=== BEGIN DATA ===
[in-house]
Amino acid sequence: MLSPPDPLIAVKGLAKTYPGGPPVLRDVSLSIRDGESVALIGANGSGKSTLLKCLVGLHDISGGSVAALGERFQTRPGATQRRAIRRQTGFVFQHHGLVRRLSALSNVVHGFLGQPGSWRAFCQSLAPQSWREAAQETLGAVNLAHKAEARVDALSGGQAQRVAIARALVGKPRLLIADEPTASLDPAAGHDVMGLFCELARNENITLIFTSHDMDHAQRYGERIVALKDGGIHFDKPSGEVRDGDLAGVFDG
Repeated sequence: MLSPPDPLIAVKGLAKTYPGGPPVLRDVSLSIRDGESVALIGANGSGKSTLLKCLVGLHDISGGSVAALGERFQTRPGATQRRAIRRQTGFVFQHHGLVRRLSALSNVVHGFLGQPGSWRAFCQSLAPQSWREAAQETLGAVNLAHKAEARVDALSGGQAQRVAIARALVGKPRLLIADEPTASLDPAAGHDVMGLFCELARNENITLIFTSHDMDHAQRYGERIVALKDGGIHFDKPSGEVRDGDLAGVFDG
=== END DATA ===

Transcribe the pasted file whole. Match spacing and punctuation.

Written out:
[in-house]
Amino acid sequence: MLSPPDPLIAVKGLAKTYPGGPPVLRDVSLSIRDGESVALIGANGSGKSTLLKCLVGLHDISGGSVAALGERFQTRPGATQRRAIRRQTGFVFQHHGLVRRLSALSNVVHGFLGQPGSWRAFCQSLAPQSWREAAQETLGAVNLAHKAEARVDALSGGQAQRVAIARALVGKPRLLIADEPTASLDPAAGHDVMGLFCELARNENITLIFTSHDMDHAQRYGERIVALKDGGIHFDKPSGEVRDGDLAGVFDG
Repeated sequence: MLSPPDPLIAVKGLAKTYPGGPPVLRDVSLSIRDGESVALIGANGSGKSTLLKCLVGLHDISGGSVAALGERFQTRPGATQRRAIRRQTGFVFQHHGLVRRLSALSNVVHGFLGQPGSWRAFCQSLAPQSWREAAQETLGAVNLAHKAEARVDALSGGQAQRVAIARALVGKPRLLIADEPTASLDPAAGHDVMGLFCELARNENITLIFTSHDMDHAQRYGERIVALKDGGIHFDKPSGEVRDGDLAGVFDG